#1218 – RONIN ISLAND #1 by Greg Pak, Giannis Milonogiannis, & Irma Kniivila


Ronin Island, Volume 1
written by Greg Pak
Illustrated by Giannis Milonogiannis
Colored by Irma Kniivila
Boom Studios 12/10/2019
112 Pages   Age 10 and up

Genre:  Graphic Novels, Comics
Themes: Warlords, Asian Cultures


Hana and Kenichi are too young to remember the Great Wind, a catastrophic event that devastated China, Korea, and Japan. They were raised in the aftermath on Ronin Island where survivors found refuge in a place where differences were forgotten and a unified society was formed. But when the Shogunate comes back into power demanding a return to the ways of the past, Hana and Kenichi must prepare to defend their home and all that it represents from the warlord’s forces—and confront an even more deadly threat clawing out of the devastation of the Great Wind. (from back cover)

Opening Lines

The island, East China Sea, one mile off the coast of Kyushu. Thirty-one years after the Great Wind.

“Kenichi, wait!

“I can’t be late, Mother!”

“You’re not ready! Look . . .”

“What do you mean? I’ve been training my whole life—“

“. . . it was your father’s.”

Why I like this book

As the story begins, Hana and Kenichi compete for “first in class,” a treasured tradition of graduation and of Ronin Island. Kenichi shows up wearing his deceased father’s samurai armor and a big sense of self. Running neck and neck, the finish line—a bell one must ring first—is only a few feet away. Both leap for the bell and . . . tie!  Unexpectedly, as the islanders are the only survivors of the Great Wind, the intruder alarm sounds.

Flaming arrows land near the islanders. Canons fire at the boat. An incoming tender carries the same sign as the larger; that of the shogun—but he, too, is dead. General Sato, claiming to be the new shogun’s envoy, wants the island. Almost on cue, zombie-like monsters (Byōnin), begin attacking farmers on the mainland. Those who can fight, race to defeat the monsters, including Sato and his army. Hana and Kenichi, being children, must stay behind and protect the others. Kenichi takes offense. “I’m the best shot in my class! Now let go,” he boasts, as he grabs a farmer’s gun from him.

Pak must have deliberately chosen ‘Ronin’ for its historical meaning. From The Oxford Dictionary, a Ronin is “(in feudal Japan) a wandering samurai who had no lord or master.”

Ronin Island is a secret island where diversity meets diversity. Survivors from China, Korea, and Japan live in a mashed up culture, and in equality under the motto, “Together in Strength.” Here, the two protagonists might be equal, but their lives seem diametrically opposed.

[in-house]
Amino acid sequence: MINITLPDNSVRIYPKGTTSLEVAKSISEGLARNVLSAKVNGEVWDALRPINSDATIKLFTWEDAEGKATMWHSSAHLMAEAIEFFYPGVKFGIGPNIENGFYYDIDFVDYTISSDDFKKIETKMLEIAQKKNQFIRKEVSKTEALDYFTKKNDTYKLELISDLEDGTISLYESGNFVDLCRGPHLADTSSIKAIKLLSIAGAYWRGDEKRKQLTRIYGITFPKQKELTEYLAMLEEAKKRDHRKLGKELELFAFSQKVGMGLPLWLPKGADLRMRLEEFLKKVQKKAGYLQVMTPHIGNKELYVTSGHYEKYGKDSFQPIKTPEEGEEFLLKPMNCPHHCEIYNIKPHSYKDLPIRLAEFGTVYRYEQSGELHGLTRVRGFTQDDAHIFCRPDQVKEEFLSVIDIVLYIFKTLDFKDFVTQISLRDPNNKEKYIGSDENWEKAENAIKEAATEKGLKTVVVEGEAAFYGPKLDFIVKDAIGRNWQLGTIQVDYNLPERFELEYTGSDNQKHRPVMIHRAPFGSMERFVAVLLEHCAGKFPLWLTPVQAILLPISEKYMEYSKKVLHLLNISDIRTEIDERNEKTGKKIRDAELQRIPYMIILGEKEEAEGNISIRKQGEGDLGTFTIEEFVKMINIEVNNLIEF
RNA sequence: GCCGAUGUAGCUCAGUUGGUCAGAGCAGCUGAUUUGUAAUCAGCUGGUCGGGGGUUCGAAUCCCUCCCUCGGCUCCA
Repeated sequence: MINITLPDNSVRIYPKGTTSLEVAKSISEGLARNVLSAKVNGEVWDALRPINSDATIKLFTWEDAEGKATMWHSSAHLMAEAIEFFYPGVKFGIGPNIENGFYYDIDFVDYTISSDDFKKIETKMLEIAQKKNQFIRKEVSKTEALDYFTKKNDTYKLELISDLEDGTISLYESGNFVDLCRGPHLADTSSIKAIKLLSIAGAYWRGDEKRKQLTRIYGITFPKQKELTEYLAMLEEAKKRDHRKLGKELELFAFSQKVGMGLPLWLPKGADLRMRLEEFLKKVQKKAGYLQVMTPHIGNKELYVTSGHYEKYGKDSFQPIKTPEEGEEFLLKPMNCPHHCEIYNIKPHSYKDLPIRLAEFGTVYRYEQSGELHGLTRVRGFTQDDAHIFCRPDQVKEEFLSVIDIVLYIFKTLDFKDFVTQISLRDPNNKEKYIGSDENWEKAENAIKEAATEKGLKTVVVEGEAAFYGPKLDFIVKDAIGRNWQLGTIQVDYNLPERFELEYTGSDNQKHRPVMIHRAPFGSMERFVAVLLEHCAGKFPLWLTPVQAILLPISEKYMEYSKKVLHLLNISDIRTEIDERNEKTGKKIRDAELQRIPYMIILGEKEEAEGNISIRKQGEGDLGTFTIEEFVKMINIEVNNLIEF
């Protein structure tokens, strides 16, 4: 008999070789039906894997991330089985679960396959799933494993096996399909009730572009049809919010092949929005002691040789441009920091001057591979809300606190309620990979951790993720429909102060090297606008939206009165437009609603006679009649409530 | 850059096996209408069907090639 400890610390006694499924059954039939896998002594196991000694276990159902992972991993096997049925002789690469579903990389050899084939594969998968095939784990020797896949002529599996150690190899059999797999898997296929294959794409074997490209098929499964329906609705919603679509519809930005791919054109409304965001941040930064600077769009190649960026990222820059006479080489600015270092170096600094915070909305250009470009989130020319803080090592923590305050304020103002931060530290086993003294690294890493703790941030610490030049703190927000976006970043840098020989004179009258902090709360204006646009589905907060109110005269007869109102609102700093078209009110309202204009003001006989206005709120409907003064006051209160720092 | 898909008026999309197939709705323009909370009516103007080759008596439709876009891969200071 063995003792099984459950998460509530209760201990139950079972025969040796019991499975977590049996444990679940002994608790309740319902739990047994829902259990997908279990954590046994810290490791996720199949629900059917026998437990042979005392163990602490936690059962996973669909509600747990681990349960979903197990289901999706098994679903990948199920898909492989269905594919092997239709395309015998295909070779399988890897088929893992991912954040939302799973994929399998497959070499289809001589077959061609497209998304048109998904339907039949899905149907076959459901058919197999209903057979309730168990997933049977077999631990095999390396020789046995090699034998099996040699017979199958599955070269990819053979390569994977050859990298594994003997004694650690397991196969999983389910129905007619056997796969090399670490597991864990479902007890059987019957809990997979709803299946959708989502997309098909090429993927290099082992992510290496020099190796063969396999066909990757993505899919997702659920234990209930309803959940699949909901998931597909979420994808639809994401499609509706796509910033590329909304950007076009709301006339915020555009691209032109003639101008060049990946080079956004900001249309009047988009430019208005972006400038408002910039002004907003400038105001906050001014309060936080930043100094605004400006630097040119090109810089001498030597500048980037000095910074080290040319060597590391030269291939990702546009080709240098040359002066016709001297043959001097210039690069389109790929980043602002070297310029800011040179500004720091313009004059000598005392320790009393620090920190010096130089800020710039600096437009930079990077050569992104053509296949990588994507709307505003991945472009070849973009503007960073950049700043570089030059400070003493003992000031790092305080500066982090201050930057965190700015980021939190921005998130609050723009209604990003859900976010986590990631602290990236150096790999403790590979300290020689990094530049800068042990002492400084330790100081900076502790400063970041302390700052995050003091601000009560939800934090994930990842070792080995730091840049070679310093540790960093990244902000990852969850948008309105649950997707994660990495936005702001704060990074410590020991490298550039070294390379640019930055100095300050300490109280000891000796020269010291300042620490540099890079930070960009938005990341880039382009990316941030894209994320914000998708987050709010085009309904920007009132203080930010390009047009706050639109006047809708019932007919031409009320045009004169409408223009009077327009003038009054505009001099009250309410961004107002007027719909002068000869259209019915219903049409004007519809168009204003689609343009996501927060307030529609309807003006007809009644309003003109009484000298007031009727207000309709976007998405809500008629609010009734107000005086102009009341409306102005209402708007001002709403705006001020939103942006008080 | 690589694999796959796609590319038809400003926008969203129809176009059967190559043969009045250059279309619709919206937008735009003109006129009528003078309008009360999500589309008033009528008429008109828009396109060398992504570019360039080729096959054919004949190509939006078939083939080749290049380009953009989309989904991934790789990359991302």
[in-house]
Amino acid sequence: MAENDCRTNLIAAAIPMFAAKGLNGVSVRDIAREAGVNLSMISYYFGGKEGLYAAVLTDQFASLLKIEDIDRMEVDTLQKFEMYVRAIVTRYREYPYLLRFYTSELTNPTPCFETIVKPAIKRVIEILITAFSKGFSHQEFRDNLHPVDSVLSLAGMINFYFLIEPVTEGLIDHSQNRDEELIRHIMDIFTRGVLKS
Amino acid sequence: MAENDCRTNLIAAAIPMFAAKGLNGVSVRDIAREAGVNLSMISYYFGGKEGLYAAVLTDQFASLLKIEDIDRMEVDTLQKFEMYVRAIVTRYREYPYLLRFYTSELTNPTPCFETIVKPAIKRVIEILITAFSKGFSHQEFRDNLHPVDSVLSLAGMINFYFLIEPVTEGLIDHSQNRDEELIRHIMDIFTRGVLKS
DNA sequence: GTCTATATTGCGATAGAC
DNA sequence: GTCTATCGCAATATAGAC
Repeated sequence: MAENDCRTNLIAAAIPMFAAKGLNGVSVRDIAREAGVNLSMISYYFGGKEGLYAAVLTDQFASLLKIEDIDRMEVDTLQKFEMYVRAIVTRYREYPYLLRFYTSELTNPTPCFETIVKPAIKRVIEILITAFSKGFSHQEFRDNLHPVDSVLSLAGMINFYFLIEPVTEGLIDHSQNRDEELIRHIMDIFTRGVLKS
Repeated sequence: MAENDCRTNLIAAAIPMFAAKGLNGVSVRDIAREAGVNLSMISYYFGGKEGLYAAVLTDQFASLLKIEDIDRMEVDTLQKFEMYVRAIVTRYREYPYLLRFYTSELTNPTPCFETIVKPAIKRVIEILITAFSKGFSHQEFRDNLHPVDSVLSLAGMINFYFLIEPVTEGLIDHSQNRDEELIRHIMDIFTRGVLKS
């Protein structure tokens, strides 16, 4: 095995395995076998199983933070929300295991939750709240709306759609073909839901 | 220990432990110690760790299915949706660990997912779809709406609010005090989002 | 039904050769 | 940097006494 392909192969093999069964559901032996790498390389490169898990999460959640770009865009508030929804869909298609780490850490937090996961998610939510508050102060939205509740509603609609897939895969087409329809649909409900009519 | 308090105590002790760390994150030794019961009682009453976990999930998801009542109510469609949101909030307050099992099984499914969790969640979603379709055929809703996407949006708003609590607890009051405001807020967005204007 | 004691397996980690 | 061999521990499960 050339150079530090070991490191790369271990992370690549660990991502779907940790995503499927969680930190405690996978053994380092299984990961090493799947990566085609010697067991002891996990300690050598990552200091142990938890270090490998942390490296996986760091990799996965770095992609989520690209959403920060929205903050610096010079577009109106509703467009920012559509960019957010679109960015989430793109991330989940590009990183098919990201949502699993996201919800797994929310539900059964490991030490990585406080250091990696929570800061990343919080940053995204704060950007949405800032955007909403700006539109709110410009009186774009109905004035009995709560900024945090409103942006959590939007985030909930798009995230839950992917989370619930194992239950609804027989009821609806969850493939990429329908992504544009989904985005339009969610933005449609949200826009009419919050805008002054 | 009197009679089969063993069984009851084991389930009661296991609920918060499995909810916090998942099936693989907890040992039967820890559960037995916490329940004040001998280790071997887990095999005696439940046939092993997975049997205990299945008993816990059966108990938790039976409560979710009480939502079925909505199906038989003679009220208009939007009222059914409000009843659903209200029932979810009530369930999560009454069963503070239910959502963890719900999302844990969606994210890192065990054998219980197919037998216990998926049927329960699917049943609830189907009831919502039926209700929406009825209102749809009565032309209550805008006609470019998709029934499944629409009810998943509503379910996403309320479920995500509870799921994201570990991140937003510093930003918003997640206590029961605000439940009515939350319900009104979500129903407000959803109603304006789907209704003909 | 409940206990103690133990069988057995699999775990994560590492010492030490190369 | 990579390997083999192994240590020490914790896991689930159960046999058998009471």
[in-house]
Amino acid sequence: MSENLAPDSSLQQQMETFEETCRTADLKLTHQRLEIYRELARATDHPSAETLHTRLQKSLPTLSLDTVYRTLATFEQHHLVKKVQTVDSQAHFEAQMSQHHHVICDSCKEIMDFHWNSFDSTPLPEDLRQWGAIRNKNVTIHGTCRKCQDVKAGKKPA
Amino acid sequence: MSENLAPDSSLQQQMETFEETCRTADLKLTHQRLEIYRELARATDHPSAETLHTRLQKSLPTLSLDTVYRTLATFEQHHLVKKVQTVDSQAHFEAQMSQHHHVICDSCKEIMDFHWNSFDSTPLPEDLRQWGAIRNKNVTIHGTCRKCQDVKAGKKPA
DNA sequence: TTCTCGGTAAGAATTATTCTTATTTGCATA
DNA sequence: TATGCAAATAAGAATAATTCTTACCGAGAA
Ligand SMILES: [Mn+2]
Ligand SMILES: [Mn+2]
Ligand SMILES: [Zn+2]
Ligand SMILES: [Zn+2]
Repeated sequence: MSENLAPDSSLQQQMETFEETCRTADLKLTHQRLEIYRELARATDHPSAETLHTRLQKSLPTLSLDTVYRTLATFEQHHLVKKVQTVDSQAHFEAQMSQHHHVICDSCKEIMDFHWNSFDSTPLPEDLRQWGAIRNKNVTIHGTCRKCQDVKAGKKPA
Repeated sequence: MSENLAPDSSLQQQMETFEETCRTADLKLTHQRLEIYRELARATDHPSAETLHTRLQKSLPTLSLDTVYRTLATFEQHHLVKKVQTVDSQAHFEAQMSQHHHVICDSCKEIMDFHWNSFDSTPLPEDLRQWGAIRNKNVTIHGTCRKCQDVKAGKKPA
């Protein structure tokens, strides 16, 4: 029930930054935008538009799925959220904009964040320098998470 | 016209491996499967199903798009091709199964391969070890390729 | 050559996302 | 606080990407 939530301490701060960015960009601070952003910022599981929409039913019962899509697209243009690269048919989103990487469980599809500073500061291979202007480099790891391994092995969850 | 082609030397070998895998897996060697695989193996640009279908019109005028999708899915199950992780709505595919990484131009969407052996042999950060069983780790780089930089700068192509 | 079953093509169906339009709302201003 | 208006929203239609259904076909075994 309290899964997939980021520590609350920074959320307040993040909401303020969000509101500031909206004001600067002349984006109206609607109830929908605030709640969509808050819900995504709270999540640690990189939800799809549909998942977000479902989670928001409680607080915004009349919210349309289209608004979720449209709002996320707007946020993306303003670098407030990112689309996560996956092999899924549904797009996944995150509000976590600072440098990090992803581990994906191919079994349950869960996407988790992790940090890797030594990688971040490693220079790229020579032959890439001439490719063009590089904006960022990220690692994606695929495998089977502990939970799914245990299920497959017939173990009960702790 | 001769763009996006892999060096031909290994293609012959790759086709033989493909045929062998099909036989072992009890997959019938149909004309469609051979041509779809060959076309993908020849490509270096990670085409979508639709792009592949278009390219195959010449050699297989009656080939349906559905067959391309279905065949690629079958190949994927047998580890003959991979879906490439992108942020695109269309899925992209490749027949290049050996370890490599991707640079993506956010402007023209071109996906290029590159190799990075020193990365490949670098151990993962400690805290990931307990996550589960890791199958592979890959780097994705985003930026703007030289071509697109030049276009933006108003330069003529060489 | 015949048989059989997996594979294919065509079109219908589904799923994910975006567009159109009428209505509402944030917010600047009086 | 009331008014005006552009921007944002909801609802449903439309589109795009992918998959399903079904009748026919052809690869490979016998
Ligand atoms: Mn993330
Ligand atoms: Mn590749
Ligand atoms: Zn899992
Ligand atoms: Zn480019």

Hana is a poor farmer and an orphan, living in a “shack by the beach.” She wears tattered clothes that look like hand-me-down’s hand-me-downs with all the patched holes. But Hana is also quick, strong, self-supporting, and more skilled with a sword than anyone may have suspected (except Master Ito, her mentor and teacher). She also thinks before she acts, which will save Kenichi more than once.

Kenichi was born into nobility and money. On Ronin Island, he and his mother live in a nice home, wear nice clothes, and eat better food than Hana. Kenichi is entitlement. His mother says to him, “Today, you graduate and tomorrow you will lead the island.”  Kenichi carries an underlying anger that gets in his way.

Ronin Island has people of all ages, backgrounds, and traditions. They have banded together in order to survive. Hana and Kenichi are the embodiment of all those people.

Milonogiannis’s illustrations are beautiful, striking, and layered. He can change the mood with his art.  General Sato arrives with the sun at his back. Everything shines behind him, giving him a strong, important glow. Elder Jin seems old and fragile, but when monsters arrive to take her village (the Byōnin, not Sato and company), she wields a sword and her soldiers as if thirty years younger. The new shogun looks much too young and goofy to be so important, but by hatching on his face, Milonogiannis can change the shogun into its true self: pure evil.

Anyone who likes Asian history will find the Ronin Island series enjoyable. Together in Strength sets up the major story lines and clashes.  Middle graders should be learning about this time in history, so a fun fiction graphic novel/comic series is perfect reading for them. Together in Strength will entertain kids, especially those who are interested in oriental traditions and life.

Boom Studios publishes some of the absolute best graphic novels released today. I never liked this genre until Boom forced me to read a few by sending them for review. Now, I enthusiastically open mail from Boom Studios  as if it were Christmas Day. While writing this review, I needed the correct spelling of the Byōnin. A couple hours later, I finished reading the story for the second time. Together in Strength is that good.

Back Matter

There are several variations on the cover shown in full-page illustrations.

Available at Amazon  or pre-order  Ronin Island #2  (May 12, 2020)

Ronin Island #1: TOGETHER IN STRENGTH. Text Copyright © 2019 by Pak Man Productions Ltd. Published by PUB, New York, NY.


Copyright © 2019 by Sue Morris/Kid Lit Reviews. All Rights Reserved

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